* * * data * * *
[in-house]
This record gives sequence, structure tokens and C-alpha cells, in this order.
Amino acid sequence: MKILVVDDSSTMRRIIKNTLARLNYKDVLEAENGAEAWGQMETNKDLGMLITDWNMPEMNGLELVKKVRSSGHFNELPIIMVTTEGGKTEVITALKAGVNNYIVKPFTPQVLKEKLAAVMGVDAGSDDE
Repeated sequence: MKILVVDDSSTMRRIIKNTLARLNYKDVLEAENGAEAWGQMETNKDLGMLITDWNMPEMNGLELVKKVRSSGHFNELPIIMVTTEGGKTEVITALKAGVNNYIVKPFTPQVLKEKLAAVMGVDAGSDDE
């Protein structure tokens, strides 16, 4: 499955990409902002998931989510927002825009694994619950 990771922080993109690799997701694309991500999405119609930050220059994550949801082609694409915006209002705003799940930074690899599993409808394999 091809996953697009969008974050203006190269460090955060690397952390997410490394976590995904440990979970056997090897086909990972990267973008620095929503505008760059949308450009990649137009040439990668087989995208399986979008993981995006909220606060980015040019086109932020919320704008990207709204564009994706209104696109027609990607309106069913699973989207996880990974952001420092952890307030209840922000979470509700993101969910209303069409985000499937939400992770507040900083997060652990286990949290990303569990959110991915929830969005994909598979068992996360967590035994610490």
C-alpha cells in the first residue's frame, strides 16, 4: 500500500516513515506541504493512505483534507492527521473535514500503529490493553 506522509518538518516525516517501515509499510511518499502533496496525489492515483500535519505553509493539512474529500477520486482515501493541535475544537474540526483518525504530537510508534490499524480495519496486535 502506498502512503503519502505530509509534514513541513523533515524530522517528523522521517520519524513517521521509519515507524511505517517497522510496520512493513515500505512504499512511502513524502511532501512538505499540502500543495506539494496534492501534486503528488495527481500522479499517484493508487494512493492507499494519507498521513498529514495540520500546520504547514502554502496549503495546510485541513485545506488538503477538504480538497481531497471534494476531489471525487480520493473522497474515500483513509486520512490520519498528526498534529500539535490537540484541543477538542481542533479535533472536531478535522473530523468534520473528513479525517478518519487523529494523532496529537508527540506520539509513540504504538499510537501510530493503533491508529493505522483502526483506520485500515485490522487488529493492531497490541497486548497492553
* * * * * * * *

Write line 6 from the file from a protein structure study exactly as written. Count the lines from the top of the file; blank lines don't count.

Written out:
C-alpha cells in the first residue's frame, strides 16, 4: 500500500516513515506541504493512505483534507492527521473535514500503529490493553 506522509518538518516525516517501515509499510511518499502533496496525489492515483500535519505553509493539512474529500477520486482515501493541535475544537474540526483518525504530537510508534490499524480495519496486535 502506498502512503503519502505530509509534514513541513523533515524530522517528523522521517520519524513517521521509519515507524511505517517497522510496520512493513515500505512504499512511502513524502511532501512538505499540502500543495506539494496534492501534486503528488495527481500522479499517484493508487494512493492507499494519507498521513498529514495540520500546520504547514502554502496549503495546510485541513485545506488538503477538504480538497481531497471534494476531489471525487480520493473522497474515500483513509486520512490520519498528526498534529500539535490537540484541543477538542481542533479535533472536531478535522473530523468534520473528513479525517478518519487523529494523532496529537508527540506520539509513540504504538499510537501510530493503533491508529493505522483502526483506520485500515485490522487488529493492531497490541497486548497492553